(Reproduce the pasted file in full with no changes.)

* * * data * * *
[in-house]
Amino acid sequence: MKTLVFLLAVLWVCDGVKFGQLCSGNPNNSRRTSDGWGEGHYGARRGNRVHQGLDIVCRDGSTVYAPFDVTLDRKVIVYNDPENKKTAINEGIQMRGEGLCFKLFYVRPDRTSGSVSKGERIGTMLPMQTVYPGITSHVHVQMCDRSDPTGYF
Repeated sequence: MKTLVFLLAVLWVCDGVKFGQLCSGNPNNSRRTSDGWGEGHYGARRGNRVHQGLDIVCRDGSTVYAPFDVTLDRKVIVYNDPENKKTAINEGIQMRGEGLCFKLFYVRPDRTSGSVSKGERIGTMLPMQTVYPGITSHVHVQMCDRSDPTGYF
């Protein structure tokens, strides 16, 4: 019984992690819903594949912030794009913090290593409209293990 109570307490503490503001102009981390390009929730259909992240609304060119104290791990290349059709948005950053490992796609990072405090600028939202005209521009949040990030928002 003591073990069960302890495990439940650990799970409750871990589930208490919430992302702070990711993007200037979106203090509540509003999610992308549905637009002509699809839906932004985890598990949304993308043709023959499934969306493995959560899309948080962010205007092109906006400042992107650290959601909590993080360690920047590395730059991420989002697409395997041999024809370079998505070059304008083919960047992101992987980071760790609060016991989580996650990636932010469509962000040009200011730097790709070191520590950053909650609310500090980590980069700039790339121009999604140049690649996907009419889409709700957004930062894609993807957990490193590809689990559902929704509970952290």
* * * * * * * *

[in-house]
Amino acid sequence: MKTLVFLLAVLWVCDGVKFGQLCSGNPNNSRRTSDGWGEGHYGARRGNRVHQGLDIVCRDGSTVYAPFDVTLDRKVIVYNDPENKKTAINEGIQMRGEGLCFKLFYVRPDRTSGSVSKGERIGTMLPMQTVYPGITSHVHVQMCDRSDPTGYF
Repeated sequence: MKTLVFLLAVLWVCDGVKFGQLCSGNPNNSRRTSDGWGEGHYGARRGNRVHQGLDIVCRDGSTVYAPFDVTLDRKVIVYNDPENKKTAINEGIQMRGEGLCFKLFYVRPDRTSGSVSKGERIGTMLPMQTVYPGITSHVHVQMCDRSDPTGYF
């Protein structure tokens, strides 16, 4: 019984992690819903594949912030794009913090290593409209293990 109570307490503490503001102009981390390009929730259909992240609304060119104290791990290349059709948005950053490992796609990072405090600028939202005209521009949040990030928002 003591073990069960302890495990439940650990799970409750871990589930208490919430992302702070990711993007200037979106203090509540509003999610992308549905637009002509699809839906932004985890598990949304993308043709023959499934969306493995959560899309948080962010205007092109906006400042992107650290959601909590993080360690920047590395730059991420989002697409395997041999024809370079998505070059304008083919960047992101992987980071760790609060016991989580996650990636932010469509962000040009200011730097790709070191520590950053909650609310500090980590980069700039790339121009999604140049690649996907009419889409709700957004930062894609993807957990490193590809689990559902929704509970952290």